Successful implementation of the WHO multimodal hand hygiene improvement strategy and tools: a survey of 230 hospitals worldwide
Abstract number: P1139
Allegranzi B., Bagheri Nejad S., Sax H., Mathai E., Richet H., Pittet D.
Objective: In 2006, the WHO multimodal hand hygiene (HH) improvement strategy and more than 40 implementation tools were made available to any healthcare setting (HCS) worldwide following web registration. We evaluated the use of the strategy and tools and their usefulness and importance for HH improvement and impact on HH practices.
Methods: In January 2008, all registered HCS (n = 329) were invited to complete an online form requesting general information with specific questions about progress with the WHO strategy and tool implementation. HCS at advanced/semi-advanced stages of implementation and having used most of the WHO tools were selected for a semi-structured interview with the project co-ordinators including both open and closed (7-point Likert scale) questions on the WHO strategy elements and tools. The objective was to receive feedback on the advantages and drawbacks of the strategy implementation, feasibility of the local production of the WHO alcohol-based handrub formulations (ABHF), and the validity and obstacles encountered in the use of the tools. Co-ordinators were also requested to send available data on key indicators such as HH compliance.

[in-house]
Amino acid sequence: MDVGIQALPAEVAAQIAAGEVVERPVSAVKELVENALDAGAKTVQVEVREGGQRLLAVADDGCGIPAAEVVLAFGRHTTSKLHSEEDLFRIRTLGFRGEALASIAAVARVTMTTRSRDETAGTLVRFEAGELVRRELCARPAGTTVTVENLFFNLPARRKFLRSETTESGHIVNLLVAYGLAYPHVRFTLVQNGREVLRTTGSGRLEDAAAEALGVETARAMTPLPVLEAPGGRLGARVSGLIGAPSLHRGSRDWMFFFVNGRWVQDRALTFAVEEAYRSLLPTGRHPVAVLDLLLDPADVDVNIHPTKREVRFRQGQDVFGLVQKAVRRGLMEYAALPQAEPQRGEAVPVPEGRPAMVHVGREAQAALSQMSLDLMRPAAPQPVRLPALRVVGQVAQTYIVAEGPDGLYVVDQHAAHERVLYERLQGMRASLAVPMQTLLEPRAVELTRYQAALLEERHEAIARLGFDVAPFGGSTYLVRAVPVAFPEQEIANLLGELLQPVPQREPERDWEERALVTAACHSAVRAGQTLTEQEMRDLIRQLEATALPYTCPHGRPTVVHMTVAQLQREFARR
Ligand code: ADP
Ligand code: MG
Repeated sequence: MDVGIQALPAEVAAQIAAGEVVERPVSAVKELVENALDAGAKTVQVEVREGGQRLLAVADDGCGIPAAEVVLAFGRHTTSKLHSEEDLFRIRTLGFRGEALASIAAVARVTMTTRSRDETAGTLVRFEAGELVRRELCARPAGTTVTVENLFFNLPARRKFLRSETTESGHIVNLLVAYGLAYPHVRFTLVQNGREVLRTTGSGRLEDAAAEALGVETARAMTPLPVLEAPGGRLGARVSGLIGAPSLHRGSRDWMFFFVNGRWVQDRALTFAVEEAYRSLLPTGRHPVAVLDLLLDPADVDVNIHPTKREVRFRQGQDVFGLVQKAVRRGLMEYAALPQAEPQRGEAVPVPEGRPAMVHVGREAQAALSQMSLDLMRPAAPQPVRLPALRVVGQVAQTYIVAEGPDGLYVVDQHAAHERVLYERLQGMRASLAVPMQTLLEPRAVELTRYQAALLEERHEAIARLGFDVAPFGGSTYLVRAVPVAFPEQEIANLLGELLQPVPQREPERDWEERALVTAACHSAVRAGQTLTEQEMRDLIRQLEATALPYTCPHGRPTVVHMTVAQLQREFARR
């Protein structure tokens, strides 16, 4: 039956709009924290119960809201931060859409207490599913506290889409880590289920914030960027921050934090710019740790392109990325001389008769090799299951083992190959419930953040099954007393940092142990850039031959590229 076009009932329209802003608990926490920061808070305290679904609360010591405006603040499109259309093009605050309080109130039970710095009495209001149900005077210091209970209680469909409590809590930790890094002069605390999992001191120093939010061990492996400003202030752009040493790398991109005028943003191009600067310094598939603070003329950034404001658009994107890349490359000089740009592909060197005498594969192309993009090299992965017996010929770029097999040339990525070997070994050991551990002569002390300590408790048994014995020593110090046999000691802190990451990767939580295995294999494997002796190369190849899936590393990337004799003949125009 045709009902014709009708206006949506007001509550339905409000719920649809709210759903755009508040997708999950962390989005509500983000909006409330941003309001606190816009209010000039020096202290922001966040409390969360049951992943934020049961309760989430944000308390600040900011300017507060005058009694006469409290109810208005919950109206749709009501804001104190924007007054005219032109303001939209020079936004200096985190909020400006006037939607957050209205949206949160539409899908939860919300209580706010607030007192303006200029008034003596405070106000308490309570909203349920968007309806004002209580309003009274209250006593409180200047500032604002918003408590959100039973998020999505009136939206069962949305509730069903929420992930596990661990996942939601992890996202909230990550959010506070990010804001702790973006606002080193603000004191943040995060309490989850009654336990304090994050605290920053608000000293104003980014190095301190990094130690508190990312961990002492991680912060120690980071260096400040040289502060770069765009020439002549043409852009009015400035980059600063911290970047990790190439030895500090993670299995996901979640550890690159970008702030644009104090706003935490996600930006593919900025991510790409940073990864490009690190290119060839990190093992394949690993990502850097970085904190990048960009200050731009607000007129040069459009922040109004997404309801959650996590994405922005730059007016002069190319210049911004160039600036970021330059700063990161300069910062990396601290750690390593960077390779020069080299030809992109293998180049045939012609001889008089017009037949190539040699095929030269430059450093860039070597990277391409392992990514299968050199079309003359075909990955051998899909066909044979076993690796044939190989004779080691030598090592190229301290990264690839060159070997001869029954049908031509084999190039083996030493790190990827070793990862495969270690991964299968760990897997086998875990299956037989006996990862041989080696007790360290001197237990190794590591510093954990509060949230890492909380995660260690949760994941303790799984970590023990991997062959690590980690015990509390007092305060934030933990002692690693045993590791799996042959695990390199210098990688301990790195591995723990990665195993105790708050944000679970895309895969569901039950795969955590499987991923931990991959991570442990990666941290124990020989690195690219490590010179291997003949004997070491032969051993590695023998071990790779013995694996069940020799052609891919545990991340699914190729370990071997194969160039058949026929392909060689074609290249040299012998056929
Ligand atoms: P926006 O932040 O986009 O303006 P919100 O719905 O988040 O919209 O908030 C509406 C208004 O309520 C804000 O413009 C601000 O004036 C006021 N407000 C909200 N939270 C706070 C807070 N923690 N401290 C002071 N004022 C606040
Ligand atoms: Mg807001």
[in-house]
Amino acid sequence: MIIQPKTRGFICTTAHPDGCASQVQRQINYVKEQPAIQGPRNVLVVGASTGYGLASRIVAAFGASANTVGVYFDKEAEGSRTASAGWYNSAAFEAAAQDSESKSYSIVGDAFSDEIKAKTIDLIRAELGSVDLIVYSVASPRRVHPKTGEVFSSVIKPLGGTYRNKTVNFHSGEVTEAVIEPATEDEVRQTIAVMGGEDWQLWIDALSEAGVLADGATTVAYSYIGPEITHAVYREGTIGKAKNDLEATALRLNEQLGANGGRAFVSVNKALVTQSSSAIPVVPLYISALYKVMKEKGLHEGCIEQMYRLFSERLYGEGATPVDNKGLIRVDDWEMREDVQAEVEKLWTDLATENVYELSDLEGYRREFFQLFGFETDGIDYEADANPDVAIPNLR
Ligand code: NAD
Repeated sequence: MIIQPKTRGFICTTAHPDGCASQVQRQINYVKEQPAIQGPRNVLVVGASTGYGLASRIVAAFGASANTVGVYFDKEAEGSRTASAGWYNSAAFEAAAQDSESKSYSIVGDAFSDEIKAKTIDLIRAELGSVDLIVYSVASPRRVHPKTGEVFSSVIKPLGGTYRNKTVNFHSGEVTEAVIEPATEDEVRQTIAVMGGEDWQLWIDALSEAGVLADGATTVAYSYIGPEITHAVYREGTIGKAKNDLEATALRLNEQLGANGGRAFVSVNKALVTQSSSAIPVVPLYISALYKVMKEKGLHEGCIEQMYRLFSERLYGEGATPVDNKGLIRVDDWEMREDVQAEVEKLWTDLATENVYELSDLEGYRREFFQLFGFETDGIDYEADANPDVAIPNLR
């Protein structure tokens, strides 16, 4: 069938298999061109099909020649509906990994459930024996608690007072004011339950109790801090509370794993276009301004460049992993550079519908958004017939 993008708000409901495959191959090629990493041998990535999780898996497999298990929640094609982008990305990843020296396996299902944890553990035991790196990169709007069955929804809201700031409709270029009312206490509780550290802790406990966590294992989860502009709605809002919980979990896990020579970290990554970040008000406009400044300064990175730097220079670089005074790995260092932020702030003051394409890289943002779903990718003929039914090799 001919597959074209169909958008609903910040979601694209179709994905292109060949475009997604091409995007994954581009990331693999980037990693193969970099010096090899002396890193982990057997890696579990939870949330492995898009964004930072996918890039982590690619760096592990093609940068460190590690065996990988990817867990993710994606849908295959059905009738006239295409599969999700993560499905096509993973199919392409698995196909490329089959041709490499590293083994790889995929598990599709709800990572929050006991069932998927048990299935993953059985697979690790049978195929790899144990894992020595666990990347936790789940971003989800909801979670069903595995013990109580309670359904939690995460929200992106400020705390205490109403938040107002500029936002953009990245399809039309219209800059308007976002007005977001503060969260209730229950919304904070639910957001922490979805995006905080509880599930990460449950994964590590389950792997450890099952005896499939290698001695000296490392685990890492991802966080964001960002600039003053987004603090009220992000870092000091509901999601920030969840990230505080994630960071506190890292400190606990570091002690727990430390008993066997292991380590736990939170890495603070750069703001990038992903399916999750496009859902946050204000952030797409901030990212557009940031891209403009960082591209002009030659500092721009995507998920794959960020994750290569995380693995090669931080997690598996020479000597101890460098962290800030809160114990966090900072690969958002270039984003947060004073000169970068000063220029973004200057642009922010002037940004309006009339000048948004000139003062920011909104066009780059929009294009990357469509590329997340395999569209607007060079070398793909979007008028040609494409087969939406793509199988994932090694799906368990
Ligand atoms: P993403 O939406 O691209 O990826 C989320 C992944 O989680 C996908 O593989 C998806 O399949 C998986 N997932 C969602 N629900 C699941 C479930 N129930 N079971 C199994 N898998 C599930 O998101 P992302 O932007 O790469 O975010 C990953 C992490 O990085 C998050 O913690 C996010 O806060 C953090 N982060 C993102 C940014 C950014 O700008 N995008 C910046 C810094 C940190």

Results: A total of 114 responses to the web survey were received from both single hospitals and HCS networks. Among the advanced/semi-advanced sites, 47 co-ordinators were selected for interview, representing 230 hospitals from Egypt, France, Italy, Malta, Malaysia, Mongolia, Spain, and Viet Nam. The strategy was considered comprehensive, very detailed, and a successful model for other interventions by all co-ordinators; some parts were recommended for simplification. Median scores attributed to the WHO strategy elements and principal tools are shown in the table according to their ranked importance to achieve HH improvement. ABHF local production, in place in five sites, was reported to be feasible at very low cost and the product was well accepted by healthcare workers. Co-ordinators from some hospital networks (Italy, France, Spain) reported data on HH compliance and showed an average increase of 21% after implementation.
Conclusion: The WHO strategy and tools were implemented autonomously and without WHO support in many HCS worldwide. As reflected by the high scores attributed by co-ordinators, their use was considered to be very helpful and essential to improve HH. Very useful feedback on local adaptation and suggestions for improvement was obtained through this evaluation.
|Session name:||19th European Congress of Clinical Microbiology and Infectious Diseases|
|Location:||Helsinki, Finland, 16 - 19 May 2009|
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